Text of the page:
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Jacaylbaro

Somaliland: Open for Business

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Amid the war-ravaged landscape of Somalia, the self-declared independent state of Somaliland has carved out a reputation for relative calm.

 

Last week's London conference on Somalia made a nod to Somaliland, formerly a British protectorate, and the semi-autonomous region of Puntland. Without naming them, the final communique "welcomed the success in some areas of Somalia in establishing local areas of stability, and agreed to increase support to build legitimate and peaceful authorities, and improve services to people living in these areas".

 

Neither region was named because of Somalia's political sensitivities. Somaliland has not been recognised internationally since it broke away in 1991 after the fall of Siad Barre, the Somali dictator, and Somalis strongly reject the idea of Somaliland's independence. It was a diplomatic breakthrough in itself to have Ahmed Mahamound Silanyo, the Somaliland president, present at last week's meeting.

 

 

FULL STORY

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Somaliland will need the money. Its 2012-16 national development plan (pdf) published in December set out a capital investment proposal of $1.19bn. The government is expected to provide $74m, the private sector $132m, the diaspora $4m, but the overwhelming amount is expected to come from aid donors – $979m, 82% of the total investment plan.

Somaliland's minister of planning, Dr Saad Shire, provided an overview of Somaliland's economic objectives before an enthusiastic crowd of supporters in the UK parliament on Wednesday at a session chaired by Alun Michael from the all-party parliamentary group for Somaliland. The message was that Somaliland was open for business.

 

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Blessed   

Great stuff! I personally think this is way more important than recognition, jobs and some much needed competition. Waan soo socdaa with my ice cream fan. :D

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LANDER   

*Blessed;797449 wrote:
Great stuff! I personally think this is way more important than recognition, jobs and some much needed competition. Waan soo socdaa with my ice cream fan.
:D

Well Said and I totally agree! move over with your ice cream, I plan on monopolizing the street food vending with my world famous 'Bagiya'

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Oodweyne   

I was there, and It was good do, really. Also, I must say, Dr Saad Shire at the planning ministry is a fantastic and detail orientated policy man; and, therefore, we are lucky to have his kind of man at the helm of the one of the most important developmental phase of Somaliland.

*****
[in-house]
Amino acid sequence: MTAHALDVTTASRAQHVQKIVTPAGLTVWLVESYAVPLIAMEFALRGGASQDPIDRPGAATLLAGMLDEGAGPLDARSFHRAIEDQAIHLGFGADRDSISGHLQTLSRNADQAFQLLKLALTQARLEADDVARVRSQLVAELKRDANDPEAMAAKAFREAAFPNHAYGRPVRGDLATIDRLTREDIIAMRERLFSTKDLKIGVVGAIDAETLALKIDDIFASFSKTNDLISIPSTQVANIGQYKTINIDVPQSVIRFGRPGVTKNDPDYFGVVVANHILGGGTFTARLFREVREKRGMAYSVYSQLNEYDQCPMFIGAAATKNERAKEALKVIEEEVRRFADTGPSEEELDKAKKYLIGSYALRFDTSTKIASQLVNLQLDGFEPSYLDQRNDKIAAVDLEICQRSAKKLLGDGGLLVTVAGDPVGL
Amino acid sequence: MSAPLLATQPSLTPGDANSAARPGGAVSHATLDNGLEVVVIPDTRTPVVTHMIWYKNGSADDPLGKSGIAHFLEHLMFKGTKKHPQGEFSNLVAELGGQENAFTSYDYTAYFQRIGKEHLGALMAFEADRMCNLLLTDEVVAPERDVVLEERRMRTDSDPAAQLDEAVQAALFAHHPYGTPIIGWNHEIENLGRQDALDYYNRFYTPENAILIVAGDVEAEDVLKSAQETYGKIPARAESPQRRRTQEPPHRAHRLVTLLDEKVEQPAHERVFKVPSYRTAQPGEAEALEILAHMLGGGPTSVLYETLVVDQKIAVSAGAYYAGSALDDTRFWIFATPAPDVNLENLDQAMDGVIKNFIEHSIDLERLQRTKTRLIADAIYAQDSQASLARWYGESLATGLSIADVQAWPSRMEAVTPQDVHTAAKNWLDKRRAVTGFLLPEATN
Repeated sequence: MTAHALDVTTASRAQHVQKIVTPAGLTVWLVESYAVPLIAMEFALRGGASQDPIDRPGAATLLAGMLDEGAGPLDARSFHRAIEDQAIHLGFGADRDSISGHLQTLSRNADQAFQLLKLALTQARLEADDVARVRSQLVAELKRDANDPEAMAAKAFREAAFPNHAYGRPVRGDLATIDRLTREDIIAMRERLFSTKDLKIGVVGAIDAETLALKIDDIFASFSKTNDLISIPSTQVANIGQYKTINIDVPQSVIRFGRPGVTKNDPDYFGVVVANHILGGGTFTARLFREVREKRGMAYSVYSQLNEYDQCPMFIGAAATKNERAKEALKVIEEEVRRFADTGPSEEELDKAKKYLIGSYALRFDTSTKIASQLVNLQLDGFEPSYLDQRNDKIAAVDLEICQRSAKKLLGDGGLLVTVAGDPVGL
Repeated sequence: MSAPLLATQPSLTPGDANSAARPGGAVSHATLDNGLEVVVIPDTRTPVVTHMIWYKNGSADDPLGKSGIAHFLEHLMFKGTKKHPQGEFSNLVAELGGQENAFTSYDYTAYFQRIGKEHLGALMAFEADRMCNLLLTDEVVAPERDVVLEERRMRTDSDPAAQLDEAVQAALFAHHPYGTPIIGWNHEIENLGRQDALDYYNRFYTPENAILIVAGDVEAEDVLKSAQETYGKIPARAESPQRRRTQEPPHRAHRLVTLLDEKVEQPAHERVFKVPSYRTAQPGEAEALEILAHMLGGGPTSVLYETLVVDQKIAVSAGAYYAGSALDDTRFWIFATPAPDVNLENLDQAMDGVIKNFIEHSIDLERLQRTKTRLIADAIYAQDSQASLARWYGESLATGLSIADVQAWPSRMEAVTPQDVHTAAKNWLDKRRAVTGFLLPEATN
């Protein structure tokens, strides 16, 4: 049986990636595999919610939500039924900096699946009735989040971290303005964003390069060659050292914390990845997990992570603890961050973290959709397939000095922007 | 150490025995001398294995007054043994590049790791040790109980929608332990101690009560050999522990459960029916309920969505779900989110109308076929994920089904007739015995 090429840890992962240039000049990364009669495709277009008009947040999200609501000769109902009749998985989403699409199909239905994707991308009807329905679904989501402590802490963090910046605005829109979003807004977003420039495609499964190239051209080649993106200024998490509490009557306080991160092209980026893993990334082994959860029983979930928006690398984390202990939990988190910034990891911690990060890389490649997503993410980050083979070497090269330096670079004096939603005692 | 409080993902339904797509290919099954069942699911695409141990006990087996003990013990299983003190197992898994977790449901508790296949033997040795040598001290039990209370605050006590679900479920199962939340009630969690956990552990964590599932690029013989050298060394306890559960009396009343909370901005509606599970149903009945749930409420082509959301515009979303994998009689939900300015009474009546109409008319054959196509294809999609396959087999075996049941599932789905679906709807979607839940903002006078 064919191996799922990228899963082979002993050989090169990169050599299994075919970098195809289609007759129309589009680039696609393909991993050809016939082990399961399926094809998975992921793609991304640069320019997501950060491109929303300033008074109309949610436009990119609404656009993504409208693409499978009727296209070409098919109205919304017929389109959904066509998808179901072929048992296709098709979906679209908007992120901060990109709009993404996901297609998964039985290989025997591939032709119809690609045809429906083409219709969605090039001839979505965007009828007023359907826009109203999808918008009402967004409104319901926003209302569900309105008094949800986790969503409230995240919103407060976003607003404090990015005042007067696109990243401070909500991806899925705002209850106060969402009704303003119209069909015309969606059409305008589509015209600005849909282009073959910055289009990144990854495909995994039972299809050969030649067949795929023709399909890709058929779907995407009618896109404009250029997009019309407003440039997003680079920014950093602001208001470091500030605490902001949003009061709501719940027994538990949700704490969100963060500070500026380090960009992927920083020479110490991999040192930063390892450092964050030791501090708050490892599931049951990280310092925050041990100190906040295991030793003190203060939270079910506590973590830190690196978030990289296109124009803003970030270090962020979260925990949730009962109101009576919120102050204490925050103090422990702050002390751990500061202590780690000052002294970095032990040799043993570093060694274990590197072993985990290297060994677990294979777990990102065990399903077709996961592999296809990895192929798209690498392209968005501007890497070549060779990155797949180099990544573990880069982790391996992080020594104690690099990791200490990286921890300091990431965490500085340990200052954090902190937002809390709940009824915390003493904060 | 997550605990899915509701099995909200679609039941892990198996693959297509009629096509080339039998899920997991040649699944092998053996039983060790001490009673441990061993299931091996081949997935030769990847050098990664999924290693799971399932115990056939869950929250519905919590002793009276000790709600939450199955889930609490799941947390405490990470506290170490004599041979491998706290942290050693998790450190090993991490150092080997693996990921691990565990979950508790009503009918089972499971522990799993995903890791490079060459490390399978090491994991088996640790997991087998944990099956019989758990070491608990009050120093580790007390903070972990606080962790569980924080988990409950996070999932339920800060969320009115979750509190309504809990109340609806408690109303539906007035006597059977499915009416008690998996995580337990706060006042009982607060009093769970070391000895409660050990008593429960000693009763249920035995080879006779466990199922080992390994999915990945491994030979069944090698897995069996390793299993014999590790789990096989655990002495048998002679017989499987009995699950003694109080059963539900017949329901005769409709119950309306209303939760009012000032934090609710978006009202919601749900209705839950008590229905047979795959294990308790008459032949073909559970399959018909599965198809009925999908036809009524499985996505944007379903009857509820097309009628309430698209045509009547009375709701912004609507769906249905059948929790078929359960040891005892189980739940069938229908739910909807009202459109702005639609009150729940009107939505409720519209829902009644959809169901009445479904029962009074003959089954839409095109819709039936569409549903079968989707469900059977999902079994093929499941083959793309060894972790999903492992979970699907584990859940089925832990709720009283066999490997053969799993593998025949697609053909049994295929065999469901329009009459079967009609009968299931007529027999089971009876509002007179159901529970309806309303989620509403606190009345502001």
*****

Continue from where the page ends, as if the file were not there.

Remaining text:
Secondly, he is very good persuader of his argument. Hence, the DfID and Mr. Andrew Mitchell have a good partner in him; when it comes to Somaliland development and what expert and know-how assistance they will be able to provide in turn.

 

All in all, it was a good day work for Somaliland; and, I suspect, that the legitimate investment houses in the city of London, will be soon calling in Hargeisa; since Somaliland Developmental Corporation (SDC) was set up to lure these sort of old fashioned investment houses into Somaliland.

 

In other words, steady as she goes approach is what we are seeing in here; provided, any political turmoil in Somalia does not gets into our shores. If that is, God forbid, such a thing were to happen in the next six to eight month; which is most crucial period for us in Somaliland and for Somalia, indeed.

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lol so we'll buy baagiye from Lander on Gabiley streets?

 

I remember back in around Christmas 2001 in a small French town buying an irresistible "crepe with nutella".

Street vendors in the West make good profits.

Who knows if the economy take off these may be lucrative though not a healthy diet...

 

:D

 

 

 

PS: Saad Shire 4 years plan leave almost nothing to vital health services though!

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The Sage   

"Foreign direct investors will pay no tax for three years. After that they will have to pay only 10% on profits, which can be freely repatriated. There will be full compensation for any expropriations, which would be done only in the "public interest". There will also be no minimum wage. Shire listed a number of foreign investors already doing business in Somaliland, including Coca-Cola, Western Union and Nubian Gold."